Russian Cultural Figures Targeted as New Opposition
With Russia's political opposition either sidelined or splintered over Russian policy in Ukraine, dissenting cultural figures have become the new focus of pro-Kremlin witch hunts, with state media treating them as a political force and accusing them of treachery.
The practice has echoes of Soviet times, when cultural figures perceived as a threat to the regime, such as Nobel Prize winners Boris Pasternak and Joseph Brodsky, were subjected to vicious smear campaigns.
On Sunday, the Gazprom-owned NTV national television channel broadcast an episode of its "Profession: Reporter" news show portraying an array of Russian writers, musicians, journalists and entrepreneurs as belonging to a "fifth column" of subversives bankrolled from abroad.
Sunday's show was called "17 Friends of the Junta," a reference to how Russian state-run media describes the Ukrainian government following a regime change prompted by mass street protests there earlier this year. The Kiev authorities are also frequently referred to as a "fascist regime" installed following an unconstitutional coup that ousted legally elected Ukrainian President Viktor Yanukovych.
Together with "13 Friends of the Junta" — the first episode of the series aired a week earlier — the program targeted prominent Russian artists such as writer and poet Dmitry Bykov, veteran rock singer Andrei Makarevich and hip-hop artist Noize MC.
NTV is well known as a vehicle for smear campaigns targeting dissenting individuals and organizations, having previously aired scandalous reports about prominent opposition members such as Boris Nemtsov and Ilya Ponomaryov and accused the Golos election monitoring NGO of being on the CIA's payroll.
"Profession: Reporter" was NTV's most popular program in the week of Aug. 18-24, when the first episode was shown, according to the TNS Russia media research firm. The data for the last week was not available at the time of publication. The NTV channel itself is consistently ranked among Russia's top three federal television channels. The program's authors and producers were not listed.
Cultural figures have sometimes featured in similar reports before, but became the focus only in the most recent TV mudslinging campaigns.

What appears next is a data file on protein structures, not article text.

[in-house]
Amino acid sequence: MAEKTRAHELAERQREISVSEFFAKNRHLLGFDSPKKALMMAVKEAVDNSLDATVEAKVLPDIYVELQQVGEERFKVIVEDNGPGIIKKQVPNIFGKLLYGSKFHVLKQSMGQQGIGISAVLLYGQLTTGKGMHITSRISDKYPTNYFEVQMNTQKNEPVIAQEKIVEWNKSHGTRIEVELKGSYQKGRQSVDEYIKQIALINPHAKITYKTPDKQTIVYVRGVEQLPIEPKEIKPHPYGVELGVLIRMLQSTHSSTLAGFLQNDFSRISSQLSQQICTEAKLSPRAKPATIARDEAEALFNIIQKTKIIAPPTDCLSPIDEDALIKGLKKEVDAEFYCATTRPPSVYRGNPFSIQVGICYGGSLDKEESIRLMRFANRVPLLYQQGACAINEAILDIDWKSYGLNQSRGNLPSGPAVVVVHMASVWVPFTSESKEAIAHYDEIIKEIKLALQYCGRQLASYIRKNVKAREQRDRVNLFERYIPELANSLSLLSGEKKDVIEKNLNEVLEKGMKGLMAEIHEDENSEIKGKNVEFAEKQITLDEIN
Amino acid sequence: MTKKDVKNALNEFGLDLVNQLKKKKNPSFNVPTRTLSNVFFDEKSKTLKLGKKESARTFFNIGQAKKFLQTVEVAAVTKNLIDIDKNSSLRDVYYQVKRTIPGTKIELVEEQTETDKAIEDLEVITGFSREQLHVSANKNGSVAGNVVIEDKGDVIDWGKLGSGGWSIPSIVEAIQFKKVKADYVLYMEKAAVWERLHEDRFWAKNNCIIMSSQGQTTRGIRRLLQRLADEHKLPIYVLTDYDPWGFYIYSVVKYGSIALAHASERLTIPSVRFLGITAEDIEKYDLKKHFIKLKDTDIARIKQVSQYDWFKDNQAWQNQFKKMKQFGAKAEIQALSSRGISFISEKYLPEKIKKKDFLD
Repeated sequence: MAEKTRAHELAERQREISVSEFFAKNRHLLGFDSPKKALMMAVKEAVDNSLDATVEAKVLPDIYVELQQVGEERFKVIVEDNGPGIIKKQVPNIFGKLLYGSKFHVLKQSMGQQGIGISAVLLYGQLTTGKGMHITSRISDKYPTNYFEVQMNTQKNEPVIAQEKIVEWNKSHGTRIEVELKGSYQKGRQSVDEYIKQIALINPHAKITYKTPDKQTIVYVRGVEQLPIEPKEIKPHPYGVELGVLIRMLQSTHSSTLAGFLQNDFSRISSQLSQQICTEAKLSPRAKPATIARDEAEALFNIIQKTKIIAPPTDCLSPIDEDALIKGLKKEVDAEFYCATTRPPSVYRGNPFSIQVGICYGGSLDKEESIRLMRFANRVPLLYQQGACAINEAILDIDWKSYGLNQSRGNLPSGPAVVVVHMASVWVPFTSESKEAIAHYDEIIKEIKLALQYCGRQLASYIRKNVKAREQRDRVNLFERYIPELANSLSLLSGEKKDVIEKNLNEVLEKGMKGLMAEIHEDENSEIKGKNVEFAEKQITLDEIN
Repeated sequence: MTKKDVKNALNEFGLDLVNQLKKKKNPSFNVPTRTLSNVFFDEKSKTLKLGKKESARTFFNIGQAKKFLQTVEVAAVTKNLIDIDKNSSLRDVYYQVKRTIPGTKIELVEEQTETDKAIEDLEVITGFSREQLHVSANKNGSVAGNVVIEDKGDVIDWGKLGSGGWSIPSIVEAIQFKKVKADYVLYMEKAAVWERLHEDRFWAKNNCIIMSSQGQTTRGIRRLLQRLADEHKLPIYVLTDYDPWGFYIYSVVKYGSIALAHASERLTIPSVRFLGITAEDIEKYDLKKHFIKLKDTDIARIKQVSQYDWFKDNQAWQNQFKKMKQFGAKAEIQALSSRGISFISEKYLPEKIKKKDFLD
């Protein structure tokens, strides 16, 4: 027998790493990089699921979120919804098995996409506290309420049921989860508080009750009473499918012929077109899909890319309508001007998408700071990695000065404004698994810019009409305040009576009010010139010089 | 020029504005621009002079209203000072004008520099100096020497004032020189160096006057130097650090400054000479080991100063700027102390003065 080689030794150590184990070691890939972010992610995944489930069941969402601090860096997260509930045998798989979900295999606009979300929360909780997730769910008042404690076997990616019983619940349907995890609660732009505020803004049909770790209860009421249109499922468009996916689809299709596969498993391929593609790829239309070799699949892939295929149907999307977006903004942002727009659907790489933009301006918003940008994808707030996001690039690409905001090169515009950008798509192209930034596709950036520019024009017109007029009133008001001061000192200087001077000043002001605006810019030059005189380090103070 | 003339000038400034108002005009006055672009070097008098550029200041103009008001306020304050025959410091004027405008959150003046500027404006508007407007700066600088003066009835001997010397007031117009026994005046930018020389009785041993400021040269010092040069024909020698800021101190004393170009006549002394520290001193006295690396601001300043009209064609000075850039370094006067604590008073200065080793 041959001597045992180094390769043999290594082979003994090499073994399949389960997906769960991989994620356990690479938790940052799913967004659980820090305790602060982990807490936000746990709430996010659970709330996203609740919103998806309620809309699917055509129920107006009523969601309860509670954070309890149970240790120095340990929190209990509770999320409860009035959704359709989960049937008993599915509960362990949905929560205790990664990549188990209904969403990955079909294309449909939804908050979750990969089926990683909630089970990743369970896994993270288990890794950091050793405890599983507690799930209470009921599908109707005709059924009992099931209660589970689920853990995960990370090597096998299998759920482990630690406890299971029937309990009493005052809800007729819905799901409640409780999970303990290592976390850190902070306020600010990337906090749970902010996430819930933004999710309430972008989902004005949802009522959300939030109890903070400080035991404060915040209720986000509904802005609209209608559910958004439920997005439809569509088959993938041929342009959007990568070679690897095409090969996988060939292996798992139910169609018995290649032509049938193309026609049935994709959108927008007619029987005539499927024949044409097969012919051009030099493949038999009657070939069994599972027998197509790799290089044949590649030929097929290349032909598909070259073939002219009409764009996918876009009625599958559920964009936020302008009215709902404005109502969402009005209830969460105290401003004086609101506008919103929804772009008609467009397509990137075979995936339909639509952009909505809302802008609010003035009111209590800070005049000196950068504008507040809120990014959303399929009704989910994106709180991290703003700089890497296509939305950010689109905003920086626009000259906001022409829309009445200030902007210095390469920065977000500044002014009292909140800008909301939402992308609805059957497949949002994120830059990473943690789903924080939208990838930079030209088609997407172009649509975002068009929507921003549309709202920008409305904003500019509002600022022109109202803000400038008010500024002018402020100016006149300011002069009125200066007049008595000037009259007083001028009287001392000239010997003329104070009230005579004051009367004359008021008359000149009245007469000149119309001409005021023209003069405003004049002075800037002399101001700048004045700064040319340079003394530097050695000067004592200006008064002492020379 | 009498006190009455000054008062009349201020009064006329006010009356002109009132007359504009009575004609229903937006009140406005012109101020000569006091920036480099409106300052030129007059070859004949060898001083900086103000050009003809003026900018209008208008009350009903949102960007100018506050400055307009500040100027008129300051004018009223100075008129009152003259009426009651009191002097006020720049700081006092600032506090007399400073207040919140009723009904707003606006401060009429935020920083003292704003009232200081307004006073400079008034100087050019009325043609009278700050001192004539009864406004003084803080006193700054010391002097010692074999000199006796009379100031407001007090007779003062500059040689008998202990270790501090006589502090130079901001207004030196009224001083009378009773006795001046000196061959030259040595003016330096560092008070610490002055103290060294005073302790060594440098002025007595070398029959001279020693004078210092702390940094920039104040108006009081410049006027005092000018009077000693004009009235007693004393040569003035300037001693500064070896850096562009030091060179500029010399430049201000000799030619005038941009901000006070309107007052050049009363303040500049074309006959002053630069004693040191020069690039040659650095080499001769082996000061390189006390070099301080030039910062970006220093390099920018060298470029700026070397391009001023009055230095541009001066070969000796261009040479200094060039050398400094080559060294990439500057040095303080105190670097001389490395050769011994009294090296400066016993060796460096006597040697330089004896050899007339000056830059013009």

According to Alexander Morozov, head of the Moscow Center for Media Studies, in a situation when the opposition is almost extinct in Russia, cultural figures have been identified as a potential threat to the government.
"There is currently no opposition. It has been dispersed and destroyed. What the opposition was before is now looking for a new identity and sense of direction," Morozov told The Moscow Times.
"At the same time, there are cultural figures, writers and artists who believe that the Kremlin's Ukraine policy is too chaotic and could damage the country. Their voices are being heard, and this invites government criticism," he said.
Backlash of Support
One of Russia's most prominent contemporary writers, Dmitry Bykov, was listed in the program as an "anti-patriot" who "converts lines of poetry into rubles."
In particular, Bykov was accused of going to Kiev to attend the "Ukraine-Russia: Dialogue" forum in April. The forum was organized by Mikhail Khodorkovsky, a former oil tycoon who spent more than 10 years in prison on charges of embezzlement and tax evasion that his supporters say were trumped up for political reasons, and who has become a symbolic figure for Russia's opposition during the last decade.
Bykov reacted to the accusations made against him with wry humor.
"In these times we live in, the less NTV likes you, the more you are liked by honest people," he told The Moscow Times in a phone interview.
"They have allowed people to do anything they like with us and declared us essentially illegal, but they have failed, as instead of public condemnation we are receiving signs of support," he said.
The current situation has parallels with Soviet times, when writers, musicians and other artists were often forced to join the Communist Party or get involved in politics in other ways. Some, such as "And Quiet Flows the Don" author Mikhail Sholokhov, acted in support of the Soviet regime, while others, such as Alexander Solzhenitsyn, were hounded and forced to emigrate.
The Soviet government widely used the label "antisovetchik" (anti-Soviet) to brand individual artists that it perceived as opposing society.
"There is a typological similarity, but the difference is that in Soviet times it was not possible to express your opinion to a wide audience," Morozov said.
"It is important to see what the new political season in September will bring: whether the decision will be to suppress dissenting voices and mobilize for an imaginary war with NATO or not," he said.